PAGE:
MPGIS is auditing to ascertain number of members in 9 provincial gov’ts’
The Ministry of Provincial Government and Institutional Strengthening (MPGIS) is currently carrying out an audit to ascertain the number of Provincial Executive Members in each of the Nine (9) Provincial Assemblies.
A statement from the ministry said this audit is triggered by the latest legal advice the MPGIS received from a Senior Crown Counsel at the Attorney General Chambers (AGC). The advice which was relayed on the last week of January 2021 to the Permanent Secretary of MPGIS, Mr. Stanley Dick Pirione, has now clarified a long standing issue that has confronted most of the Provincial Governments on the issue of the number of Members of Provincial Assembly who may constitute the Executive Members.
It said the advice from the AGC posited that the formation of a Provincial Executive (including the Premier and Deputy Premier) under section 19(1)( c) of the Provincial Government Act (PGA), 1997, “…shall not exceed one-half of the total number of the Members of Provincial Assembly’’. For instance, a Provincial Assembly with 19 Members of the Assembly (that has a half of 9.5) should have Executive Members of 9, and not 10 as currently practiced by some Provinces. Likewise if the number of Members of Provincial Assembly are 33, the Executive, according to the recent interpretation, should not exceed 16..
“The MPGIS shall ensure that the correct interpretation is applied given that there were initial confusions and differing legal opinions over the numbers in 2019 just after the Provincial Elections leading to severe delay in issuing a firm statement on the matter,” the statement said.
It said the MPGIS is confident of resolving this matter and will continue to liaise with the AGC and the Provincial Premiers after carrying out an internal audit to ascertain the numbers so that we are better positioned to issue advices to the Provinces that may withstand legal challenges. The MPGIS shall further organize consultative meetings to inform all Provincial Speakers and Premiers accordingly. The MPGIS is fully aware that the uncertainty or confusions over the application of these laws always gives opportunity for differing interpretation and differing set of number in executive composition.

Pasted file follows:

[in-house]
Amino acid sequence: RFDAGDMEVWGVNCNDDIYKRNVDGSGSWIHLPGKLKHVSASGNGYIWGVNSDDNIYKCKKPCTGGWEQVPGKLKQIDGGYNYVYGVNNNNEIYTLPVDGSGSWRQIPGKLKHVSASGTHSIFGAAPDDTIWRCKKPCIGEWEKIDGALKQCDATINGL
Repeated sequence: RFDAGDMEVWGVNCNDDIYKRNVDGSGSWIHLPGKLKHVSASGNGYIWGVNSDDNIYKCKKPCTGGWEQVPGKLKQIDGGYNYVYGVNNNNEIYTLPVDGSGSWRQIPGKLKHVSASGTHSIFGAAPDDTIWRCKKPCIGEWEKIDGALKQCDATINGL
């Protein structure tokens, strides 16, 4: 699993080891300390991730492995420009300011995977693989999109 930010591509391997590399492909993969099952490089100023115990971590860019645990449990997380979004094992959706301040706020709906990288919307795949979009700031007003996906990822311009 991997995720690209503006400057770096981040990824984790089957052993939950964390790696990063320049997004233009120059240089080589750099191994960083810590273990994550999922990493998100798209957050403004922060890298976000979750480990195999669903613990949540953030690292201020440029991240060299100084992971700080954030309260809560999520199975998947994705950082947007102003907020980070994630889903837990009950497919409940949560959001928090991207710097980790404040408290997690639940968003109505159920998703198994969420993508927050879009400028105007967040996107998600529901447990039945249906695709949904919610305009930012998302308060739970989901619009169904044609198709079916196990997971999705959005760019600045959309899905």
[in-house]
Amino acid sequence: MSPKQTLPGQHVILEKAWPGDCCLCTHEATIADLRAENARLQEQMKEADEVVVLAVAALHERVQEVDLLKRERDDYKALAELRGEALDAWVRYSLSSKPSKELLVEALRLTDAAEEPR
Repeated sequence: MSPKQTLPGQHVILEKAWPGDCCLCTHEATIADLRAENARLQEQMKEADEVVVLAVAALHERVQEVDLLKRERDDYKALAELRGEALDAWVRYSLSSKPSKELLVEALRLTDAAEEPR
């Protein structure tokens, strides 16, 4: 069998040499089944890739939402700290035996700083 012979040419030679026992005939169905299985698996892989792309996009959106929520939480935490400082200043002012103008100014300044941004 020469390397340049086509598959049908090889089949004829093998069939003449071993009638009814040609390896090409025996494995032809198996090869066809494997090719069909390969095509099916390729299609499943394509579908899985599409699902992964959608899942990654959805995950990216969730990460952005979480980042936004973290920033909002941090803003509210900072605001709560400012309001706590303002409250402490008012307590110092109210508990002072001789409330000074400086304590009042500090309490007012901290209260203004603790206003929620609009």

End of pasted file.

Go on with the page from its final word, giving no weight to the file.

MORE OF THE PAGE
On other important related matters, the MPGIS is currently reviewing the PGA 1997, as part of the policies of the current DCGA Government and we are confident that issues like this would be thoroughly addressed in revised bill. The newly drafted PGA bill will not only allow the number of Ward Members in the Assembly but it will also clearly outline the number of Executive Members for each Provincial Government.
The MPGIS has already informed a number of Provincial Premiers and Speakers about these changes and the latest advice from the AGC and has also encouraged all the Provincial Speakers to apply their authority under their respective Standing Orders when it comes to the composition of the Executive. The MPGIS sympathizes with the Provincial Speakers on the issues and the Ministry would surely issue a circular very shortly to address the issue once and for all.